Bacchus Marsh agribusinesses will grow and strengthen the town’s economy after the replacement of an ageing water main on one of Victoria’s cultural and historic treasures.
Visiting the Avenue of Honour today, Minister for Water Lisa Neville marked the official commissioning of the new water main. The avenue is one of Victoria’s preeminent World War I memorials.
Western Water worked closely with the Bacchus Marsh RSL, Moorabool City Council’s arborist, Heritage Victoria and local businesses to ensure the avenue’s trees were protected and preserved during construction.
The Avenue of Honour is home to some of Bacchus Marsh’s best-known agricultural businesses, supplying fruit and vegetables to the region and beyond. It’s also the centre of the annual Strawberries and Cherries Festival, which attracts around 15,000 people to the region to pick fruit.
The new water main has a secure, higher capacity water supply that will benefit local the local economy.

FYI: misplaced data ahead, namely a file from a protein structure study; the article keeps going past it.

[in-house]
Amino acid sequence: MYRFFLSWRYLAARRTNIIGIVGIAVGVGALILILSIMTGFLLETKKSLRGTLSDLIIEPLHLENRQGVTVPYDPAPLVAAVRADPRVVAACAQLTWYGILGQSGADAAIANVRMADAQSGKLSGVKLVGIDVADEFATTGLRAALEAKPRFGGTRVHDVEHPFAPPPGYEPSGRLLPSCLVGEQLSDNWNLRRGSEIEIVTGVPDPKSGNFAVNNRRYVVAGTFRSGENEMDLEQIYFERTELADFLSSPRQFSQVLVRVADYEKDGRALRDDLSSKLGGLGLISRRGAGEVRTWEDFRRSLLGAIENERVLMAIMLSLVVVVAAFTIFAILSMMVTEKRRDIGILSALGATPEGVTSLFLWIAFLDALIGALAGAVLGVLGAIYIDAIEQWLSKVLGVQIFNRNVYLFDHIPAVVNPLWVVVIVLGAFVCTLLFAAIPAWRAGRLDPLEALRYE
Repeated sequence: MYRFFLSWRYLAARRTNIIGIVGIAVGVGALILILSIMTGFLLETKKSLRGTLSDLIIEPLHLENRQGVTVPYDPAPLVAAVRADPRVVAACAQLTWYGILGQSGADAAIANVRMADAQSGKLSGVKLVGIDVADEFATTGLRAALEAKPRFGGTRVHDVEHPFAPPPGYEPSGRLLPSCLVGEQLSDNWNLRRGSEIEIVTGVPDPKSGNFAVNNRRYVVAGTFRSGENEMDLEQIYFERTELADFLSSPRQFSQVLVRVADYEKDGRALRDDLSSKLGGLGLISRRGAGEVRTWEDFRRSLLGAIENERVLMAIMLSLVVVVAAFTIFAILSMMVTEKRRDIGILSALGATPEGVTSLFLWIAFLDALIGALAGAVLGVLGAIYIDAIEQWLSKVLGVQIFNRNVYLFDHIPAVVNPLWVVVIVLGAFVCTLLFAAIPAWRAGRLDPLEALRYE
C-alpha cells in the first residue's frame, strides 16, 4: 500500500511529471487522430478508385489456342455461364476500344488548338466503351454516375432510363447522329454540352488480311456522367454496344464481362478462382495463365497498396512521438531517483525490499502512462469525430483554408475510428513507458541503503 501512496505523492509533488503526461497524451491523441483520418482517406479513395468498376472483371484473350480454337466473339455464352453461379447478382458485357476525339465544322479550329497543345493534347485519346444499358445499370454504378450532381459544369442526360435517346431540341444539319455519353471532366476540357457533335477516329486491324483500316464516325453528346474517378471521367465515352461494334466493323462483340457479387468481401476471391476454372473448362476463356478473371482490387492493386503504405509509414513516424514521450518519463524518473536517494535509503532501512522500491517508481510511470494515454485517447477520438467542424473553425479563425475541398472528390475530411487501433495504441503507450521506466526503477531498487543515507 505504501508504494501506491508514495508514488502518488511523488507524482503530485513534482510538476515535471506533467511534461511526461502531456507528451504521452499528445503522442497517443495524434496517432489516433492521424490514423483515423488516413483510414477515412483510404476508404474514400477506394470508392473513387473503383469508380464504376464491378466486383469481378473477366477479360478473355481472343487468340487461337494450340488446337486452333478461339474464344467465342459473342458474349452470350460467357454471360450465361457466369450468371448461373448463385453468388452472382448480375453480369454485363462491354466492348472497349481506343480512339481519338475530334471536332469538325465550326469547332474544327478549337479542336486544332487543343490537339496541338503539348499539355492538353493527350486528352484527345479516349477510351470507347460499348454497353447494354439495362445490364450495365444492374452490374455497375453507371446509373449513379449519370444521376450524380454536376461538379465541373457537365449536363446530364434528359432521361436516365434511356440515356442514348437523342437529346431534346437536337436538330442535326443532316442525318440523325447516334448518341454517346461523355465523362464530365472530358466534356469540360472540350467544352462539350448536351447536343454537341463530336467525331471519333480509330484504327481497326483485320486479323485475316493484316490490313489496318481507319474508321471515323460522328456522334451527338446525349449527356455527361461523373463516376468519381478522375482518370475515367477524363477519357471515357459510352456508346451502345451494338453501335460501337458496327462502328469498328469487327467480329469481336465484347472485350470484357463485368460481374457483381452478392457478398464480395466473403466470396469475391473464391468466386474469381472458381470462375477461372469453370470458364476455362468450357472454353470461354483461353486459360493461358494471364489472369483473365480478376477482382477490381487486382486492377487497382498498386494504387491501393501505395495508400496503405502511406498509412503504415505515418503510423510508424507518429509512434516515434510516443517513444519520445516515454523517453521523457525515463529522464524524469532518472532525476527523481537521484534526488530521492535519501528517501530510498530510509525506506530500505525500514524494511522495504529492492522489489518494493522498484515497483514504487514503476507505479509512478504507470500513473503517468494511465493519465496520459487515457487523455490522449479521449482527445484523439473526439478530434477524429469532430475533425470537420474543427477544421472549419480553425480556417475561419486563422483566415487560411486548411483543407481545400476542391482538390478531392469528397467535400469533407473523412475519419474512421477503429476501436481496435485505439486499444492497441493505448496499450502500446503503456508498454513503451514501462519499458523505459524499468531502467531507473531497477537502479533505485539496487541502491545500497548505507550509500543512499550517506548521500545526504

Trenchless technology was used during the project and tree root zones were established to minimise impacts on the environment.
The majority of the 281 trees planted in 1918 in remembrance of those from the region who served in WWI still remain after almost a century.
Quotes attributable to Minister for Water and Police Lisa Neville
“Having a reliable, secure water supply will give businesses in the Avenue of Honour the confidence to grow, creating new employment opportunities for the region.”
“This project is a great example of a water corporation working in partnership with local communities to achieve great results.”
Quotes attributable to Member for Melton Don Nardella
“This is one of Victoria’s cultural and historic treasures and it’s great to see so much work is being done to preserve it.”
Reviewed 19 August 2020